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The death knell of research
As editor, the appearance of an excellent article is always exciting. The quality that sometimes exudes from every line is a joy to the reader. The thought that your journal has been selected by the authors gives you an inner glow. The citation index will rise, subscriptions increase, friends and colleagues will praise the journal, and other prestigious authors will submit articles. There may be a nagging question as to why you were selected, but for some there will not even be such a doubt.
When the paper deals with new and effective treatments you can expect press interest. Patients will be excited by the possibility that their incurable disease may now be treatable. They have hope. When a paper deals with the origins of disease, the role of environmental and genetic factors can be exposed and preventative programmes developed. The whole purpose of research is confirmed by such work.
What should our response be when the paper is a fraud—when the study never happened, or the results are fabricated or changed? The hopes of patients are dashed, new prevention or treatment plans are pointless and have diverted effort from the true path. We should all decry such fraud and, as coauthors on papers, ensure to the best of our abilities that we prevent such episodes from occurring.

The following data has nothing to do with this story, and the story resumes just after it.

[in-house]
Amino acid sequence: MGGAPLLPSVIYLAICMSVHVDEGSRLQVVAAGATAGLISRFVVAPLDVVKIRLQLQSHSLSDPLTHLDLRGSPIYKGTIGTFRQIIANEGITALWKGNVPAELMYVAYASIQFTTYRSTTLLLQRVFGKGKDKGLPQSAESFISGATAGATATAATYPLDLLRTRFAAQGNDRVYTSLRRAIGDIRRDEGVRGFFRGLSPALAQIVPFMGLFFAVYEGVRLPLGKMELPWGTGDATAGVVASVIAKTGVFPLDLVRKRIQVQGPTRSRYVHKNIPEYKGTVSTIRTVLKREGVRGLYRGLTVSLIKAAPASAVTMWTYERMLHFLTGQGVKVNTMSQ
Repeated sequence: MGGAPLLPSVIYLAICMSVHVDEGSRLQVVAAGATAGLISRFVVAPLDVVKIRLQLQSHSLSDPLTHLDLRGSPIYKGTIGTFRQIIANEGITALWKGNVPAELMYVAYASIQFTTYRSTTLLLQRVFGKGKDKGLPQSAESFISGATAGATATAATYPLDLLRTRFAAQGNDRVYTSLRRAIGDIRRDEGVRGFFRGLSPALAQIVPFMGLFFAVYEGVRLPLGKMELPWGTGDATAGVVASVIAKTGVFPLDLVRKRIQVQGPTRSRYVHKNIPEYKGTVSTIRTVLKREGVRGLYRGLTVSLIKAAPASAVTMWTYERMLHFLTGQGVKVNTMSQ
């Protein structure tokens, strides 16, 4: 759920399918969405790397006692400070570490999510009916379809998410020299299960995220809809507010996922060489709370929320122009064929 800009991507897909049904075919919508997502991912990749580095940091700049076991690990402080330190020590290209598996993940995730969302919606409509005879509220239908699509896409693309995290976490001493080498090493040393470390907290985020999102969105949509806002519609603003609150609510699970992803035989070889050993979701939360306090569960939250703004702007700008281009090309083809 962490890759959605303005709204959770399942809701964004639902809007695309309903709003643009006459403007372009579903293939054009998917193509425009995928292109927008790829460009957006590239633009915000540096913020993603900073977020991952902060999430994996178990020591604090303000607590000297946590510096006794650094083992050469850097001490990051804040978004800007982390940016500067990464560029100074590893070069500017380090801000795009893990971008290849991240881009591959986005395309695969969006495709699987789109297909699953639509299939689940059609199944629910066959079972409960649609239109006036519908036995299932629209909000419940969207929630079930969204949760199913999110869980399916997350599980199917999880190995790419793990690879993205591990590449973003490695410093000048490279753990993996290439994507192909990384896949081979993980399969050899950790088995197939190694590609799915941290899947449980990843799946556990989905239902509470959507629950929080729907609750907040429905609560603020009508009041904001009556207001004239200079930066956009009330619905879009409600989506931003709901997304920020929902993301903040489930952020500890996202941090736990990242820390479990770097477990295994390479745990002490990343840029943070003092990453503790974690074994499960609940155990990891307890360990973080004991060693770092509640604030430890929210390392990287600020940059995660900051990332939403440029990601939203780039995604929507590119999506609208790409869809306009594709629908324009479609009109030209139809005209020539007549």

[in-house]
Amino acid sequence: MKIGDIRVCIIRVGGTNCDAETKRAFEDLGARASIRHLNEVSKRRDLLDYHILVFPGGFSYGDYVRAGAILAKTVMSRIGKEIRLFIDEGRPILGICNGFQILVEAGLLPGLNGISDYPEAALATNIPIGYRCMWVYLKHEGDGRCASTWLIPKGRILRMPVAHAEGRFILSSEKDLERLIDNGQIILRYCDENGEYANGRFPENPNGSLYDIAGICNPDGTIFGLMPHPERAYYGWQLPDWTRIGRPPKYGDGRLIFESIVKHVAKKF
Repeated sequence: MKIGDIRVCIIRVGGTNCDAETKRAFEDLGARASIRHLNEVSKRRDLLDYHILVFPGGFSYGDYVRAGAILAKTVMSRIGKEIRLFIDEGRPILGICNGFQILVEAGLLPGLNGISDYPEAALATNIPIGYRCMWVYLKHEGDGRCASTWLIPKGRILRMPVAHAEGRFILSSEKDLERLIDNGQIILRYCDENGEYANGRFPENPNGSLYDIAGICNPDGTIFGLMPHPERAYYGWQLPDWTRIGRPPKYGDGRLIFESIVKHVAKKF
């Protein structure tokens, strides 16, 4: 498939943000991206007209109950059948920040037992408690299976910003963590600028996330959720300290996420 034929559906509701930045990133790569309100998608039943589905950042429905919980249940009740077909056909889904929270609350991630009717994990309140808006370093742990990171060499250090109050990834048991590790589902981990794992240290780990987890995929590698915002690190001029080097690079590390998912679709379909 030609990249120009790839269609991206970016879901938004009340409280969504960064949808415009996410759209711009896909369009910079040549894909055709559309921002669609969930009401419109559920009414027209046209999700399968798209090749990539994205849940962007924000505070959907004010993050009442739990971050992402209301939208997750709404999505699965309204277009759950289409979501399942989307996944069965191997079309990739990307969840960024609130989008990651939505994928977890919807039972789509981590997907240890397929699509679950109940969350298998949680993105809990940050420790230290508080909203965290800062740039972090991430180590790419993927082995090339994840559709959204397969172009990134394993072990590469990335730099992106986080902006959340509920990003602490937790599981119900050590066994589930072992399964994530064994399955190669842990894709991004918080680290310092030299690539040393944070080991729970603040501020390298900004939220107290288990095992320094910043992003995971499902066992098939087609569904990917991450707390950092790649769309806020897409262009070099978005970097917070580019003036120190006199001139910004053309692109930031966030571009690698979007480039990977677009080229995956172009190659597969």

The duplication of huge chunks of text in an article without referencing its source may not have such direct impact on patient care, but its perpetrators are also guilty of fraud; intent on promoting their own careers and showing little concern for the truth.
Sadly, we see such cases at the Postgraduate Medical Journal and their submission is a disservice to the journal and its readers. Fraud and plagiarism are the death knell of research. They bring individuals, institutions, and academic journals into disrepute. Such authors have stepped beyond the pale of acceptable practice and, once there, can never return to clinical or scientific circles.